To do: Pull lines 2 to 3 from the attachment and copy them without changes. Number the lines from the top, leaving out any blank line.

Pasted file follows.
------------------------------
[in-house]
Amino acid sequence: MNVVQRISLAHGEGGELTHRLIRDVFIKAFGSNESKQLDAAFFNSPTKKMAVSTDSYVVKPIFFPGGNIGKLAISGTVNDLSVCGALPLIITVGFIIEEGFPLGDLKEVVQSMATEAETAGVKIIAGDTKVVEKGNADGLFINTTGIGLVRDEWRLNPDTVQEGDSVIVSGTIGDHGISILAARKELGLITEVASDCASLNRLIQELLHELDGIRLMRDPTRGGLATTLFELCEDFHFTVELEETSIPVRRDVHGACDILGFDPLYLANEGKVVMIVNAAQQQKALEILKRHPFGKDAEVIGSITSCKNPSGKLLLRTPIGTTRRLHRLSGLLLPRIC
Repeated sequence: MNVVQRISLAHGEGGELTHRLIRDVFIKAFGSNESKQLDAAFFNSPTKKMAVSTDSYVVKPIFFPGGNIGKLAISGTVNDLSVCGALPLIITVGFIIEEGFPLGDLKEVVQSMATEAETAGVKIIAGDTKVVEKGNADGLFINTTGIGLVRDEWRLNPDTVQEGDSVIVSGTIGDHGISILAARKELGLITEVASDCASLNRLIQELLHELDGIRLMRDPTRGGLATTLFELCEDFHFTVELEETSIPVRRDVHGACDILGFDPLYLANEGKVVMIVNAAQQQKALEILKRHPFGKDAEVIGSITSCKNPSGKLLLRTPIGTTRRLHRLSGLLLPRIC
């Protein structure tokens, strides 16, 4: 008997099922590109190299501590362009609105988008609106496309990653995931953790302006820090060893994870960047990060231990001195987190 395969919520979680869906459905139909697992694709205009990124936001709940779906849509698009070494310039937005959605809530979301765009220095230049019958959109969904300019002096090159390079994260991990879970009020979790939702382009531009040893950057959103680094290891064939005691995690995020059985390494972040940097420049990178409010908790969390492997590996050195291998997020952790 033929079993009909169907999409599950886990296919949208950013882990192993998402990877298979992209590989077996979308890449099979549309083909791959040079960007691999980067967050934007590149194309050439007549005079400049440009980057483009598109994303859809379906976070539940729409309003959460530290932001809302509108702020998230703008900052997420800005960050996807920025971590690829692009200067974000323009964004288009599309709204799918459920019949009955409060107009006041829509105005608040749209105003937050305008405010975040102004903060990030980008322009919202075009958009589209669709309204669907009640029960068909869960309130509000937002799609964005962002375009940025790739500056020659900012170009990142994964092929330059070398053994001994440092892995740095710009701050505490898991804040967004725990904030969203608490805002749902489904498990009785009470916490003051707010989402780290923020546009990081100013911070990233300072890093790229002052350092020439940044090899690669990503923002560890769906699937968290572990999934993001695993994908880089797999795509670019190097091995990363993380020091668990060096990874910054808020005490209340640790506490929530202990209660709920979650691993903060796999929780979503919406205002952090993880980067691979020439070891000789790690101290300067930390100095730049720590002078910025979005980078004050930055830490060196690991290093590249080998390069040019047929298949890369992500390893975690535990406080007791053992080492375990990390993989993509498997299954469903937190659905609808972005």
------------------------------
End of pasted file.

Amino acid sequence: MNVVQRISLAHGEGGELTHRLIRDVFIKAFGSNESKQLDAAFFNSPTKKMAVSTDSYVVKPIFFPGGNIGKLAISGTVNDLSVCGALPLIITVGFIIEEGFPLGDLKEVVQSMATEAETAGVKIIAGDTKVVEKGNADGLFINTTGIGLVRDEWRLNPDTVQEGDSVIVSGTIGDHGISILAARKELGLITEVASDCASLNRLIQELLHELDGIRLMRDPTRGGLATTLFELCEDFHFTVELEETSIPVRRDVHGACDILGFDPLYLANEGKVVMIVNAAQQQKALEILKRHPFGKDAEVIGSITSCKNPSGKLLLRTPIGTTRRLHRLSGLLLPRIC
Repeated sequence: MNVVQRISLAHGEGGELTHRLIRDVFIKAFGSNESKQLDAAFFNSPTKKMAVSTDSYVVKPIFFPGGNIGKLAISGTVNDLSVCGALPLIITVGFIIEEGFPLGDLKEVVQSMATEAETAGVKIIAGDTKVVEKGNADGLFINTTGIGLVRDEWRLNPDTVQEGDSVIVSGTIGDHGISILAARKELGLITEVASDCASLNRLIQELLHELDGIRLMRDPTRGGLATTLFELCEDFHFTVELEETSIPVRRDVHGACDILGFDPLYLANEGKVVMIVNAAQQQKALEILKRHPFGKDAEVIGSITSCKNPSGKLLLRTPIGTTRRLHRLSGLLLPRIC